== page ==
If you book your baby a seat, you will bring an FAA approved carseat on board and secure it with the airline seatbelt.
That said, you do have the option to book your child’s ticket as a “lap infant” until two years of age.
If you choose NOT to book a seat for your baby’s first flight, know the following:
- You MUST tell the airline ahead of time that you are flying with a lap infant. Do not just show up with your baby.
- The airline will likely ask for proof that your child is under 2 years old via a birth certificate or medical records. Ask the airline which forms of proof they will accept and how it should be presented (ie, will they accept a photo of it).
- Some airlines will charge a nominal or partial fee for a lap child – if you do not pre book this, you may be subject to a higher fee, usually 10% of the current ticket price.
- If you want a seat for your baby, pay for it. You can get lucky and the flight attendant may allow you to use an “empty seat” for your carseat. Never assume this will happen.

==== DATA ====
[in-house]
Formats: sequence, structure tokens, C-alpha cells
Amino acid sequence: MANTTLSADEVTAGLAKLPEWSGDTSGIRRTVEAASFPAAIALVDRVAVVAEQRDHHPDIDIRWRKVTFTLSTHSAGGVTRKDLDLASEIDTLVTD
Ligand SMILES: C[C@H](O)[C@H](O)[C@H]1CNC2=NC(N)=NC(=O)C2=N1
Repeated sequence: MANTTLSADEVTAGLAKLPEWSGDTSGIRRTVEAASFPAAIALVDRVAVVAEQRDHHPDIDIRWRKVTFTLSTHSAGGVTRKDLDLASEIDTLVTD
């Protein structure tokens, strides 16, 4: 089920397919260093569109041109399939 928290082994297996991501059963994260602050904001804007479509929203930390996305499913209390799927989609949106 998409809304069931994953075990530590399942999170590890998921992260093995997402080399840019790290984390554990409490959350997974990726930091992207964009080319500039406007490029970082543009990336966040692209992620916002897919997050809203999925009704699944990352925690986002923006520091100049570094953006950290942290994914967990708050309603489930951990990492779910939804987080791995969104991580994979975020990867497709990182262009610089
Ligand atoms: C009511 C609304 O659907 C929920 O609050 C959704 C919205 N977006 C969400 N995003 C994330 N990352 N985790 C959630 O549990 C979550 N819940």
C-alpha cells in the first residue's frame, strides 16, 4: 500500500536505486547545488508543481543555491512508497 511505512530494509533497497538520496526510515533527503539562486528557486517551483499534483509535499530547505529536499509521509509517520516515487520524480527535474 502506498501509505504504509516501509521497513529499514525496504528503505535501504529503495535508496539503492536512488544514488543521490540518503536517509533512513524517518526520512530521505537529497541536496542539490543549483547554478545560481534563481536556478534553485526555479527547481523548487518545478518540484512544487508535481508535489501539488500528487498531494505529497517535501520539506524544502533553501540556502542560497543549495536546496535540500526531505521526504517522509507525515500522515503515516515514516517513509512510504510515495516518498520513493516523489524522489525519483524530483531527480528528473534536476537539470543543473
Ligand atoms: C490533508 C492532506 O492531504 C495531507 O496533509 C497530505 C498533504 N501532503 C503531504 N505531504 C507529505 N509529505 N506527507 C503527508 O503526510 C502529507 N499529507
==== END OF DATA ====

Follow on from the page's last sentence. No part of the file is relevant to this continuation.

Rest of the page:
A word to the wise: airlines CANNOT force you to pay for seat selections if you’re flying with a young child. The child must fly next to ONE parent (if booking a seat). This does not mean, however, that the airline must seat the entire family together.
What About Bassinet Seats
If your baby’s first flight happens to be long haul, some airlines have baby bassinets. These are detachable cribs that are available in bulkhead seats. Typically, they will hold lap children under about six months / 20 pounds and not sitting upright.
Make sure you call and book early and these are limited. Often, there is no fee associated with using the bassinet, but there could be added cost for booking the bulkhead seat.
Can You Wear Baby Through Security? What About On the Plane?
Wearing baby through security is a great way to keep baby calm and content while waiting on the security lines. It also keeps your hands free to load belongs into the scanner.
Know, though, that TSA has the right to ask you to take baby out of the carrier.
You will also need to remove baby from the carrier for takeoff, taxi, and landing, if you are keeping him on your lap during the flight.
You can find my favorite inexpensive baby carrier here.
Can You Take Breastmilk and Formula Through Security
Yes, you ARE allowed to pack formula and breastmilk for your baby. According to the TSA, breast milk, formula, and juice are allowed in “reasonable quantities” in carry on bags. It must be removed and scanned separately from your other items.